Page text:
The charge against Valenta is the latest in a series of controversies at the publicly funded community college, the largest in the state. The school most recently has been under fire from taxpayers and lawmakers over a $763,000 retirement package awarded last month to Breuder, who has been criticized for his management style and spending.


If the former president stole that kind of money nothing at all would have happened. He'd likely have gotten an even bigger severance package!


The Tribune first reported in January that WDCB continued to employ Valenta — and pay bills submitted by his business — for nearly two years after he was convicted of a felony for using that same business to steal from Elmhurst College. He pleaded guilty in 2013 and was sentenced to two years of probation and ordered to pay $11,270 in restitution — the amount of the purchases he admitted fabricating, according to court records.


College of DuPage officials have said they were unaware of Valenta’s conviction and did not know he owned Broadcast Technologies until December 2013. However, Elmhurst College security officers said they notified the Glen Ellyn campus about the charges in 2011.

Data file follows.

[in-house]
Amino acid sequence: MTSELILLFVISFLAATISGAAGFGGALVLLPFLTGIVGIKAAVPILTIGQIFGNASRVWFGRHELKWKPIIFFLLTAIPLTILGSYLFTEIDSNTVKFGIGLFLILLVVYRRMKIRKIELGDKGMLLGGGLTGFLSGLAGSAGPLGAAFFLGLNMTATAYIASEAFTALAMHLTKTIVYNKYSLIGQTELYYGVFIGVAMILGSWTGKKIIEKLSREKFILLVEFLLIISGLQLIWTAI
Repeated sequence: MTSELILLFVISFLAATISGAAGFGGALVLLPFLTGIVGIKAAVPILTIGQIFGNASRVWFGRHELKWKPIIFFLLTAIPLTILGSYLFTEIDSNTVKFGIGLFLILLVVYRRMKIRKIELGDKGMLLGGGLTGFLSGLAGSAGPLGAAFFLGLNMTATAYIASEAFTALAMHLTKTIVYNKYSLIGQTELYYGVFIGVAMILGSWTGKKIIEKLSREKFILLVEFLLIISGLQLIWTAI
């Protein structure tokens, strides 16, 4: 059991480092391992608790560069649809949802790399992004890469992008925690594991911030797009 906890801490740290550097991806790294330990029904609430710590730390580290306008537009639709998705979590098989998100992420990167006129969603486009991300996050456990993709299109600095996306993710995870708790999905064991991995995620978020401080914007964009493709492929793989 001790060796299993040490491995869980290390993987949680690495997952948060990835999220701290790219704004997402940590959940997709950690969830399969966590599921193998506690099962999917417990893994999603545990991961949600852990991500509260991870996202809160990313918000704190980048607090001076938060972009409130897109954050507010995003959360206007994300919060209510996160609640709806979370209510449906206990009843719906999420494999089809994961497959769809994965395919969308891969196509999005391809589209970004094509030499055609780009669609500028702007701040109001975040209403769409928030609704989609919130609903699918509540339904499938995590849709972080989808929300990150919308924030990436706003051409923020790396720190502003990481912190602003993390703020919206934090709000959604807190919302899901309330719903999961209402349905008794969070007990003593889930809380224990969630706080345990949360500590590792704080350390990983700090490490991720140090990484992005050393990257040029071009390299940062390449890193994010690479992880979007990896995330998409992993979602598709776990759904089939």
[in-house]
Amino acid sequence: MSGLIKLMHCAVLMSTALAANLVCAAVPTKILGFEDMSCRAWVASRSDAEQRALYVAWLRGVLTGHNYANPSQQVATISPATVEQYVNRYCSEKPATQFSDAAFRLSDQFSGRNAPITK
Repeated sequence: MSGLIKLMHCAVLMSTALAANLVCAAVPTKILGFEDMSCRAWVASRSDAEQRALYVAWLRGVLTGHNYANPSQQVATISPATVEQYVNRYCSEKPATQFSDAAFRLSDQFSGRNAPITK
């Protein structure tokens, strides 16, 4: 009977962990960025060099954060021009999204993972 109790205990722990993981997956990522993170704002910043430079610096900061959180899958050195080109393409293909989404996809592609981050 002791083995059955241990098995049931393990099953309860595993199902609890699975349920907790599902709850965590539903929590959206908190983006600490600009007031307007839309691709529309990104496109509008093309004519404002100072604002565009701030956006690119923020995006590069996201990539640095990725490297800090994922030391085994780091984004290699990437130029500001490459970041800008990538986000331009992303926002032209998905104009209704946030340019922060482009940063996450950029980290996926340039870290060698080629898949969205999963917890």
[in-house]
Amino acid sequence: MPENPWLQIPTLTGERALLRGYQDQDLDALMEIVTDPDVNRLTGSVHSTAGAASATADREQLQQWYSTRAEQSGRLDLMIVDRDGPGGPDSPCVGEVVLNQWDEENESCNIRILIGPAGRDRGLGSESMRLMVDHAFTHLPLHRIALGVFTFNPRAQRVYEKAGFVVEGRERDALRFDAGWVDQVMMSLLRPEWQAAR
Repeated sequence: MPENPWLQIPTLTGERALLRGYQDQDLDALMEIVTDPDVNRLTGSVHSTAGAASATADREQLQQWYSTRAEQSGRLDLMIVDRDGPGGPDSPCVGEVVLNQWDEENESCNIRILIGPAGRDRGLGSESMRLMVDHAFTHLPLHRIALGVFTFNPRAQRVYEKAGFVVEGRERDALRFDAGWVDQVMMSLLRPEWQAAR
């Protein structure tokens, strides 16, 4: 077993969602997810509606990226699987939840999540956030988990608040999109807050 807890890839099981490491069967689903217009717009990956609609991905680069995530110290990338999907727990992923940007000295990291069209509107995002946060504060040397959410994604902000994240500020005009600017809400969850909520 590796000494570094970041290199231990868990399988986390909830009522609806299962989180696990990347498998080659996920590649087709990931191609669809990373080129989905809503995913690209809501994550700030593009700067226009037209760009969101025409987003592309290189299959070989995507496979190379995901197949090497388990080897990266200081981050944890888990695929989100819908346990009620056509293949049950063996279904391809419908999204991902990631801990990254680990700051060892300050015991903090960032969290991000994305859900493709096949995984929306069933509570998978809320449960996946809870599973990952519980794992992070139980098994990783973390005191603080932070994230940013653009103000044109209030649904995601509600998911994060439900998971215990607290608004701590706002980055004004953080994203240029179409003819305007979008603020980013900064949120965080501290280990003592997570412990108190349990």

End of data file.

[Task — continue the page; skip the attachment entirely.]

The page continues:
The college has hired a law firm to investigate if anyone on campus knew about the criminal charges against Valenta. The review has not been completed.


Prosecutors had access to Elmhurst police reports that noted Valenta also worked at the College of DuPage. It’s unclear, however, how quickly they looked into his business dealings there as the college has repeatedly stated that it "uncovered a possible case of fraud" in December 2013 and immediately reported it to law enforcement.


In the three years between his Elmhurst arrest and his WDCB retirement, records show Valenta billed the radio station for more than $100,000 in purchases from Broadcast Technologies.


The highest cumulative billing came during fiscal year 2013, with about $81,000 in payments. Many of the invoices are initialed by Valenta himself, next to the statement "OK to Pay," according to copies of the invoices obtained from the college under the Freedom of Information Act.


However, earlier this year, the DuPage County state’s attorney’s office and college officials fought to keep those documents secret from the public. Prosecutors even went so far as to obtain a sealed court order to prevent the Tribune from obtaining information about Valenta’s employment and business dealings with the school.


After the Tribune successfully challenged the move in court, the college released some of the documents, including dozens of Broadcast Technologies invoices.


Valenta also averaged about 14 hours of overtime per week for the last two years he was employed, records show. He frequently cited the transmitter’s mechanical problems as the reason for his extra hours, according to the 2014 audit. In one month in 2013, for example, records show he claimed 85 hours of overtime and was paid an extra $4,400.



"Given that the consultant stated that there has been no significant transmitter problems which required extensive replacement parts ... it seems unlikely that all of the overtime hours claimed were necessary and it is possible they were never worked," the audit said.